Ben Folds excels at tour kick-off in Davenport

Alternative rock artist Ben Folds kicked off his fall 2017 tour with a show at the Alder Theater in Davenport, IA.

Harry Westergaard, Arts Editor, Co-Copy Editor

Ben Folds in Knoxville, 2007. By Michael Nutt, Wikimedia Commons.

Ben Folds performed at the Adler Theater in Davenport, Iowa last Saturday. It was the evening of August 26th, the kickoff of Adler’s own Alternating Festival and the first stop of Folds’ 2017 Paper Airplane Tour.

In case you are not familiar with Ben Folds, he is a classically trained pianist. He first received fame as the front-man of the alternative rock band “Ben Folds Five” in the mid to late nineties. After the band broke up in 2000, Folds released a string of successful solo albums as well as collaborations with artists such as Regina Spektor. He is known for a unique “piano-led” style of rock music.

The show was split into two parts. First, Folds played seven songs, all of which were from his solo albums. I noted some emphasis on his last album, 2015’s “So There.” After he played five of the songs, Folds explained the plan for the second portion of the show. During intermission, paper and pencils would be available in the lobby. Members of the audience were to write requests on the paper, fold it into an airplane and launch it onto stage following a countdown.

When the pianist returned from intermission, the stage was a sea of airplanes. He randomly selected nine songs throughout the performance, and came back for one last encore performance of “One Angry Dwarf and 200 Solemn Faces.”

Ben Folds is the real deal to see live. If you are a fan of his work, even causally, his concerts are a must see. ”

— Harry Westergaard

The show highlighted Ben Folds’ immense talent at playing piano solo. Though some of his solo work can be highly produced, he is more than capable of putting on an outstanding show with nothing but himself and the piano. Many of the songs had additional parts that he either substituted on the piano, or that he reached to the audience to help with. That point brings me to another skill that Folds excelled at: harnessing the energy of the audience. It was a rowdy one, eager to play a part in the performance, and Folds more than compensated. The audience supplied claps on “Annie Waits,” hums for the horns on “Army” and the Regina Spektor lyrics to the duet “You Don’t Know Me.” It was a glowing, engaging experience for fans of Ben.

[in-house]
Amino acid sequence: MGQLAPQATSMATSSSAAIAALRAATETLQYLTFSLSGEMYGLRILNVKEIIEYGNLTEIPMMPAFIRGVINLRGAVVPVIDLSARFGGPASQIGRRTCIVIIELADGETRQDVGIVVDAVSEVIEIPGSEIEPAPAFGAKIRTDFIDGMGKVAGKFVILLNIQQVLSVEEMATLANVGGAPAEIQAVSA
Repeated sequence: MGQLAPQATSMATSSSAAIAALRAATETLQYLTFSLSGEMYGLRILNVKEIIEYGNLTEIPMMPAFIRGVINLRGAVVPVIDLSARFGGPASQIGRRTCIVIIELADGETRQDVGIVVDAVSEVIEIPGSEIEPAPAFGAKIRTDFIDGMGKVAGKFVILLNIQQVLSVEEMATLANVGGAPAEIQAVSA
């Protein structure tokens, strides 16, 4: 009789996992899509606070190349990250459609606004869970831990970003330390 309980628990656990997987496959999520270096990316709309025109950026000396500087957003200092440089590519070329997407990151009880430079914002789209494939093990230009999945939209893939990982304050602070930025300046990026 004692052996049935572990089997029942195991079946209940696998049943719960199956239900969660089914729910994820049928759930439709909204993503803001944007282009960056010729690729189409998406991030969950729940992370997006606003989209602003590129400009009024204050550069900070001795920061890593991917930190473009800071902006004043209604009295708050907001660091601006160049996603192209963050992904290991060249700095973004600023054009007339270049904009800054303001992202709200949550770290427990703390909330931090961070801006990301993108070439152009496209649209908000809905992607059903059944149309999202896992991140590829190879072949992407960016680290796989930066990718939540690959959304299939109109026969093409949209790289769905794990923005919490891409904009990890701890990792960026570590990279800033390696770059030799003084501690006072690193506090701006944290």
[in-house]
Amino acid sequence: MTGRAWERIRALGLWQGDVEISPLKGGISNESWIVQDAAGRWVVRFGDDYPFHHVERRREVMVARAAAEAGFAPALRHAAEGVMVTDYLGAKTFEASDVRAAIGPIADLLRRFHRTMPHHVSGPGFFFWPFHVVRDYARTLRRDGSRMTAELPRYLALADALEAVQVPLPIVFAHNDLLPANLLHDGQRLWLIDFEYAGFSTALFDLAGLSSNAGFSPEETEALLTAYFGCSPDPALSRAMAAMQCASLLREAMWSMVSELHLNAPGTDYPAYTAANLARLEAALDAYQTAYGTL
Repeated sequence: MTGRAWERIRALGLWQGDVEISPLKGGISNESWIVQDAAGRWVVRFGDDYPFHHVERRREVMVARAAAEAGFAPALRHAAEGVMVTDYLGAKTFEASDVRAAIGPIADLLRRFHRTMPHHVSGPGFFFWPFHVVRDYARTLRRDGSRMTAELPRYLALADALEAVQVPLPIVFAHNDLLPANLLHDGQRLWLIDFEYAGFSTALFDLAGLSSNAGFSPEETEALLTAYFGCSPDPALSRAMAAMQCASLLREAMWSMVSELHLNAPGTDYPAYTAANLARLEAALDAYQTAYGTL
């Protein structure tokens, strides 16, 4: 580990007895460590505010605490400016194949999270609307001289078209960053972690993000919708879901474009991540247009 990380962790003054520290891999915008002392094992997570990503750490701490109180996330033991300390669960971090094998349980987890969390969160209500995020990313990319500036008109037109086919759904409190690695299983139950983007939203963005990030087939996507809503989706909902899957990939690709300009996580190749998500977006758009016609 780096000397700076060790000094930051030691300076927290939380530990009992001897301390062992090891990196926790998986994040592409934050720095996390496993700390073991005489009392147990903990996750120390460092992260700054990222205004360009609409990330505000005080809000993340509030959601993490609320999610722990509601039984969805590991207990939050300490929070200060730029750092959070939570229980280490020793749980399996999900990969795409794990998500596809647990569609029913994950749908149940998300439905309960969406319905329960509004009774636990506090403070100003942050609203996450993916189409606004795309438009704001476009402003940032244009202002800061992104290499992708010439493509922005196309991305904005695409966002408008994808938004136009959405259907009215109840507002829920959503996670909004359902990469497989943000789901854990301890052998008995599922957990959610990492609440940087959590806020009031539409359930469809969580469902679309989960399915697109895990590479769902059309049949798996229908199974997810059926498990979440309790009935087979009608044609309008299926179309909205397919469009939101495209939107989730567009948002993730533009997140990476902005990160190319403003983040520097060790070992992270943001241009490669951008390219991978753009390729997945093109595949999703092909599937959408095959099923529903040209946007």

As if this weren’t enough, there were other feats of improvisation, including two numbers extemporized. During the first portion of the show, he did the live routine of “Rock This Bitch.” A staple of Folds’ live performances, it consists of someone shouting the aforementioned phrase, and then Folds coming up with lyrics and a riff, generating a new one every performance.  Along with this, when requested to play a song he had never heard of, “Tennessee Whiskey,” he created yet another brand new composition.

An unexpected surprise came during his requested playing of “Steven’s Last Night in Town.” At the end of the song, a man approached Folds with a portion of a drum set. Folds got up from the piano and fired into a full on drum solo to finish off the song. This was definitely planned, but went surprisingly well with the impromptu song that preceded it.

Ben Folds is the real deal to see live. If you are a fan of his work, even causally, his concerts are a must see. Folds makes a unique, audience-inclusive work out of it, dancing between the lines of performance art and straight out concert. He has boundless energy on stage, and enthusiasm for the experience and the fans. The Paper Airplane tour has only just started.  If you can, I would highly encourage you to catch Folds somewhere across the country this fall. It is a decision you will not regret. 

Here are the songs from the concert in a playlist I compiled on Spotify: